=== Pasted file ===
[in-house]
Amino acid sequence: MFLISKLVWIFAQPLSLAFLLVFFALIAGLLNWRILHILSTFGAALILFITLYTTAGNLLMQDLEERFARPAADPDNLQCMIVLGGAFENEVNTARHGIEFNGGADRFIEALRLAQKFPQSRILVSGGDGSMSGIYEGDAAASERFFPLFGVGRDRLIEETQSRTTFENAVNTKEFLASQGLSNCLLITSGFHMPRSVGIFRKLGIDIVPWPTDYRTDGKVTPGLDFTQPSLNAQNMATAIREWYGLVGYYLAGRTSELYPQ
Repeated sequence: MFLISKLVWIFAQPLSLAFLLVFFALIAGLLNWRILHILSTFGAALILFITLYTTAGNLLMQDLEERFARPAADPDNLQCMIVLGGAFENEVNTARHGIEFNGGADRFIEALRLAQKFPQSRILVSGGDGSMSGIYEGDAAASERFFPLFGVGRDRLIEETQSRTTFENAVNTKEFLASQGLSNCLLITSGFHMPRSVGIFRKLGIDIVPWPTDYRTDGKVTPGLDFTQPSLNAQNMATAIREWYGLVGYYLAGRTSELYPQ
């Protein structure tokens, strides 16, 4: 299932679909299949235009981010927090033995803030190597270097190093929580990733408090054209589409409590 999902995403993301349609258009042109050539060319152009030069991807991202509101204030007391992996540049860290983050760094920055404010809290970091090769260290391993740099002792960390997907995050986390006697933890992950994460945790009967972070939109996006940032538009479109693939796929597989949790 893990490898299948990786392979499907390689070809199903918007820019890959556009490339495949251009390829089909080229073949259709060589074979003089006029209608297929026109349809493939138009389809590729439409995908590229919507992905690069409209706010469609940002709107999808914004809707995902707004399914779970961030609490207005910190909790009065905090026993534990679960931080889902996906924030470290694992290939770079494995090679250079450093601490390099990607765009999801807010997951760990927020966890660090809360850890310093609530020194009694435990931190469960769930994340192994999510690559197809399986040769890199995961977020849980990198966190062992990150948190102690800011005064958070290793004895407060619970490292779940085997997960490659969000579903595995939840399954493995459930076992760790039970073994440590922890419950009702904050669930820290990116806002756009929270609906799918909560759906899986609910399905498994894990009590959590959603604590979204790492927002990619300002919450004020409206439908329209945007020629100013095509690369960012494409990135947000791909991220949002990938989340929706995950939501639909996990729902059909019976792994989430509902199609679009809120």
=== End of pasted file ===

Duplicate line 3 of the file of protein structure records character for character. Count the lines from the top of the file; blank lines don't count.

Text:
Repeated sequence: MFLISKLVWIFAQPLSLAFLLVFFALIAGLLNWRILHILSTFGAALILFITLYTTAGNLLMQDLEERFARPAADPDNLQCMIVLGGAFENEVNTARHGIEFNGGADRFIEALRLAQKFPQSRILVSGGDGSMSGIYEGDAAASERFFPLFGVGRDRLIEETQSRTTFENAVNTKEFLASQGLSNCLLITSGFHMPRSVGIFRKLGIDIVPWPTDYRTDGKVTPGLDFTQPSLNAQNMATAIREWYGLVGYYLAGRTSELYPQ